(And while I'm thinking about it, what do you suppose is in that cup off to the side of the board? They look like pretzel sticks, but why would a robot eat them? Maybe they're pencils, but then where are the scoresheets? Maybe Mia's innards are lubricated by powdered graphite and she eats pencils. Maybe the sticks to the right are pencils for her to snack on and the ones to the left are pretzel sticks for us. Many questions, no answers. Very curious, that...)

When you play a game against Mia you'll see a blue ring appear around a piece or pawn when you click on it:

This just shows you which piece you've selected. Move it and you'll see Mia reply by reaching out and physically moving a piece:

And she'll likely make some sort of spoken comment, too: "You know Hell, Steve? Hell's the place where you have to play Black all the time."

If you want to tweak some other settings for the 3D Mia character, just click the "Settings" button in the lower lefthand corner of the 3D display to bring up the same dialogue we were looking at earlier:

Single-clicking on Mia's name shows the above display. These are the general settings for the Mia character.

  • Defaults -- this button resets everything to the "factory" settings. You can use this if you do a lot of tweaking around and discover that you've really messed things up; just click "Defaults" to go the factory settings and then start over.
  • Speaks -- checking this box allows Mia to speak to you during a game. She has a somewhat feminine mechanical voice, a female version of the speech generator which the famous Dr. Hawking uses. I was a bit surprised one time when I started Fritz9, loaded the Mia character, and she called me by name ("Good afternoon, Mr. Lopez"). It'll flip you out the first time you hear it, but there's nothing mysterious about it. I have a program (intended as a child's toy) that lets me type in any text I desire and create a .wav file of a Hawking-like voice speaking those words. I've had a ton of fun with that thing; in fact, I've replaced all of my standard Windows sounds with a mechanical voice giving me various messages and warnings (my computer greets me by name when I boot it up, it says "It's finished" when a download is complete, etc.). The Fritz9 programmers have simply integrated a similar device into Mia's character. However Mia does tend to be a bit overly chatty, so if you find the voice distracting just click in this box to uncheck it and turn the feature off.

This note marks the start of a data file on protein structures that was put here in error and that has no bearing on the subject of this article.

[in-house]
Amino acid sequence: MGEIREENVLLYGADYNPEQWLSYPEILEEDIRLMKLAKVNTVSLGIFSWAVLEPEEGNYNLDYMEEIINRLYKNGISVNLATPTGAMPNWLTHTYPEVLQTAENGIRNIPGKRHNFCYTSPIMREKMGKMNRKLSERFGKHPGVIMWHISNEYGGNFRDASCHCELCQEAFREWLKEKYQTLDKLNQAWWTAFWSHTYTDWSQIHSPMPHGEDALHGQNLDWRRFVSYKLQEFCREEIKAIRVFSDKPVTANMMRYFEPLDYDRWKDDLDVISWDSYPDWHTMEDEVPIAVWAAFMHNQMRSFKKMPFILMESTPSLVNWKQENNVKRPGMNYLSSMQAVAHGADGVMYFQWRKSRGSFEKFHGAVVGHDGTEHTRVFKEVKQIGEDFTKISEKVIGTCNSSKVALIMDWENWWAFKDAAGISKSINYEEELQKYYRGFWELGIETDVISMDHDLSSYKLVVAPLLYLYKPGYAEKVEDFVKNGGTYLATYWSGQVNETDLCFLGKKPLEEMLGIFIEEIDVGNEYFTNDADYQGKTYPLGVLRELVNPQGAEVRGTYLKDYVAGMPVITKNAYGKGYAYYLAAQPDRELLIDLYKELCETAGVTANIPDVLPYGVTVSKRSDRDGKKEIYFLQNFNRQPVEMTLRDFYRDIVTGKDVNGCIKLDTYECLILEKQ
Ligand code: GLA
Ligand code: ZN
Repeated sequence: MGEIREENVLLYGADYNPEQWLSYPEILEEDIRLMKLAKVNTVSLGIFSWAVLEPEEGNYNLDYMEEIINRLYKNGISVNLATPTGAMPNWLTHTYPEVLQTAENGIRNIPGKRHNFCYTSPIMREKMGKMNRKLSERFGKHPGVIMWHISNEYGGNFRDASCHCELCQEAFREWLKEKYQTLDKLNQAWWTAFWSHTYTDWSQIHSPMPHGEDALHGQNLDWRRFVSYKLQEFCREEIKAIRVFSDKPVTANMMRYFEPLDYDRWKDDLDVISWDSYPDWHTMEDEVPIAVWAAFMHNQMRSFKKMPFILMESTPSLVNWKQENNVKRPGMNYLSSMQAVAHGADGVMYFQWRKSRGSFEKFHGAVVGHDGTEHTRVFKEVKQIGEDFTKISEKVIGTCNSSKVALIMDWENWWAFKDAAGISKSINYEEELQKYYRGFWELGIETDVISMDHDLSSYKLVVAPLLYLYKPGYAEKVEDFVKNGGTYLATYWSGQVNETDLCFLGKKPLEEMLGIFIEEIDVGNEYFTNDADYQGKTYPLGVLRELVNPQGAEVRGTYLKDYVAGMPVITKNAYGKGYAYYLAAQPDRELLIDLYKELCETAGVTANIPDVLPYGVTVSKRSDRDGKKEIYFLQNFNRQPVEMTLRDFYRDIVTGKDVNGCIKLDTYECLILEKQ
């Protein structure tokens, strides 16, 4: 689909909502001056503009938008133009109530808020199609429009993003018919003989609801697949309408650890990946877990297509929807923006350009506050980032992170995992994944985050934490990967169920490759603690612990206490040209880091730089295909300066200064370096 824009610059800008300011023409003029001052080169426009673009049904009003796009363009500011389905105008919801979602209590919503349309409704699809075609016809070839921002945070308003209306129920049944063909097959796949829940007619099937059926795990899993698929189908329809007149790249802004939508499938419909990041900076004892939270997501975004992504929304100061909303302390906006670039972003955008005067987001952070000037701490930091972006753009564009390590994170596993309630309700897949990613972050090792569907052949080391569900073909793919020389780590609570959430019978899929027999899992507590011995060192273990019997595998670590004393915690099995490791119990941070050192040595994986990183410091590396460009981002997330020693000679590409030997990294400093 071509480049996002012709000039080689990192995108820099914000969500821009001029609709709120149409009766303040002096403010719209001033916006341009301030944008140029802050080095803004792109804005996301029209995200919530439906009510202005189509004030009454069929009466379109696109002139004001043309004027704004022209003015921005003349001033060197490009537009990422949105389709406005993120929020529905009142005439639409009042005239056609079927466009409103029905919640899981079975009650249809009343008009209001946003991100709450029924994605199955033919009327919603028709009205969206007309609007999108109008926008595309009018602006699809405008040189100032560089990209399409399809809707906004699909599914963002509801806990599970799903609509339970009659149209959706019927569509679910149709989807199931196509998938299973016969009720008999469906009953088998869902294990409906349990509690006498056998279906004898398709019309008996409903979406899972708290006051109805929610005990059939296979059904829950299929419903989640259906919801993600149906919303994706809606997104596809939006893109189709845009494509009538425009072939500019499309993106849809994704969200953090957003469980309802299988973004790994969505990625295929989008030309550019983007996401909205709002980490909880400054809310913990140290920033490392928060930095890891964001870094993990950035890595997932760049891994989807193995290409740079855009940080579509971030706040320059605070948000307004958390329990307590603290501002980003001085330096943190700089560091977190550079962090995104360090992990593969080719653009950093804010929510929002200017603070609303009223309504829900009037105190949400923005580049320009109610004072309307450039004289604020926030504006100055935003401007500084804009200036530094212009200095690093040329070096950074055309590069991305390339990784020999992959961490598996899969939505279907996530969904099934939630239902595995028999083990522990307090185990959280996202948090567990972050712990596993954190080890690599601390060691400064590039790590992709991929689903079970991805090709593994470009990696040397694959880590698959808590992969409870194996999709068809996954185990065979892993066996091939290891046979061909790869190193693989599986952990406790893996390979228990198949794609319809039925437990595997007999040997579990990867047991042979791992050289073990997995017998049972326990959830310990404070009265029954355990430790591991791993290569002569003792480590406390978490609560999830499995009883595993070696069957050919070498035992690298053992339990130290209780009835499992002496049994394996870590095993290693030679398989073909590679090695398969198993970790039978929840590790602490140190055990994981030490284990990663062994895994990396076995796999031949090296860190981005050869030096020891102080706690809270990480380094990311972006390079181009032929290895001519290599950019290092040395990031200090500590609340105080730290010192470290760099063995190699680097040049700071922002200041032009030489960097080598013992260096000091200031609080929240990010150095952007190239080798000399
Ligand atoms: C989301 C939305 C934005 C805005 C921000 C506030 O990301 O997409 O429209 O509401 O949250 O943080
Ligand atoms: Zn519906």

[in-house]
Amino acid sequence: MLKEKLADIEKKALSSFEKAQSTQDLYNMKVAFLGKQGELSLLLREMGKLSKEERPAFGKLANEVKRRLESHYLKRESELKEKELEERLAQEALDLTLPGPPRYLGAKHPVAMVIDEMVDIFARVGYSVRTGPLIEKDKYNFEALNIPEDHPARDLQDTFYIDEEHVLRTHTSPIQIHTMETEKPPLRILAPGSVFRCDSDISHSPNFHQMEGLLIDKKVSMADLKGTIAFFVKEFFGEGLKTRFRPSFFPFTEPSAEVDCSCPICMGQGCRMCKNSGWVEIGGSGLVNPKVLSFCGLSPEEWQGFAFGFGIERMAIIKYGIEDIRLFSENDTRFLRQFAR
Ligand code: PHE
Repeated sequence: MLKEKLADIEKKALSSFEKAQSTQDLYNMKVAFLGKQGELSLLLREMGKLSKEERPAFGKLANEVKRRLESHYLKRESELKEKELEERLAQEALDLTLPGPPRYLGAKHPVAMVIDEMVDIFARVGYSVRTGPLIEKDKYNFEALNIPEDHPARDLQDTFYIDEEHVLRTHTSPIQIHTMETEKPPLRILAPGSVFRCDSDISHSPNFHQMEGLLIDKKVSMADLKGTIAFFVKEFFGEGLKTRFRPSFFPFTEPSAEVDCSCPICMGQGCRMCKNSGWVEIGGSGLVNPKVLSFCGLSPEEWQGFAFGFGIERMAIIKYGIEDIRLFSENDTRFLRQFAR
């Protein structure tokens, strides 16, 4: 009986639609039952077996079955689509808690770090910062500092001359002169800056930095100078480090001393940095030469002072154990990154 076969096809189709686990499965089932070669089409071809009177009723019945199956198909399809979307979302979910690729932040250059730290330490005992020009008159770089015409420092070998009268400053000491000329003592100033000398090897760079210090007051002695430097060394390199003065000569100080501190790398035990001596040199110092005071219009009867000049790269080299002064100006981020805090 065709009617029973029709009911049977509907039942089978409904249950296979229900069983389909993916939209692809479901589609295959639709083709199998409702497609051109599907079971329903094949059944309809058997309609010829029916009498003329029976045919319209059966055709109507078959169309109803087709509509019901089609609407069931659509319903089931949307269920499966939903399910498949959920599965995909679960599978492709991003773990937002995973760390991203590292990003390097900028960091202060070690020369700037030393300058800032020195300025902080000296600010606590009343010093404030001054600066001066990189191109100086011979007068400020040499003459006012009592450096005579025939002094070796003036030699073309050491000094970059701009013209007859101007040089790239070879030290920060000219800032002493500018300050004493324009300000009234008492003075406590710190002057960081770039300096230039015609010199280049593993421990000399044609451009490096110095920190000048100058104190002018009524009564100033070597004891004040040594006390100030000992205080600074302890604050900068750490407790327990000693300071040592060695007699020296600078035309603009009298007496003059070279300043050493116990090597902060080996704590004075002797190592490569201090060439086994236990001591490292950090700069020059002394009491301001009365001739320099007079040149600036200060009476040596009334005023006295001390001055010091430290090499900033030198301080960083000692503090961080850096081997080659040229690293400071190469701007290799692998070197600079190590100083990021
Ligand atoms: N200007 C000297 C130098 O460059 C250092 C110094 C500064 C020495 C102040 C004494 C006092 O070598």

• Texture room resolution -- there are three settings for this ("Low", "Standard", and "High") which are controlled by the three labelled radio buttons. If you click one of these and then the "Apply" button, you'll again see the "Initialising 3D board" message while the 3D display resets. This toggle selects the resolution for the room surroundings (like the pencils/pretzel sticks/whatever in the can alongside the board). If you're not going to be tilting the display and will just be looking at the board head-on, this switch really isn't a big deal. But if you're going to be using a side view of the chessboard you might want to change this tweak. How you change it will depend largely on the speed of your computer and the amount of RAM in your video card.
  • Reflection in table -- this is simply how shiny the chessboard appears. If you select this option you'll see the pieces, as well as Mia's head and torso, reflected in the chessboard surface. I've noted, though, that selecting this option can appreciably slow down your video card's performance if you have a lower-end card.
  • Environment sounds -- if this is toggled "on" you'll hear a piece hitting the board with a "crack" after you or Mia make a move.

You can test these options "on the fly" by clicking "Apply" and then moving the dialogue window to the side to get a better view of the 3D display. Click "OK" when you're finished tweaking and want to get rid of the dialogue box.

We'll look at some more options for Mia the next time around. But before we go there are a couple of extra features I'd like to mention. Mia has this bad habit of keeping her hand hovering over the chessboard after she makes a move (just like a bad blitz player) and this can obscure some of the pieces. To combat this tendency, you can look at and move the pieces on the 2D board which will be displayed off to the side of the 3D view. You can resize this pane by clicking and dragging in the same way that you resize the 3D display.

And if you'd like to make a screenshot of the 3D display when you play Mia, there's a button for this in the lower lefthand corner of the 3D display (right beside the "Settings" button). A dialogue will appear which lets you set the resolution of the screenshot. After you set this and click "OK", you'll see the standard Windows File Select dialogue which lets you name the file and select a folder into which to store it. The file will be saved in .jpg format.

That'll do to get you started. We'll look at some more 3D settings for Mia in the next ChessBase Workshop. Until then, have fun!

You can e-mail me with your comments on ChessBase Workshop. All responses will be read, and sending an e-mail to this address grants us permission to use it in a future column. No tech support questions, please.

© 2005, Steven A. Lopez. All rights reserved.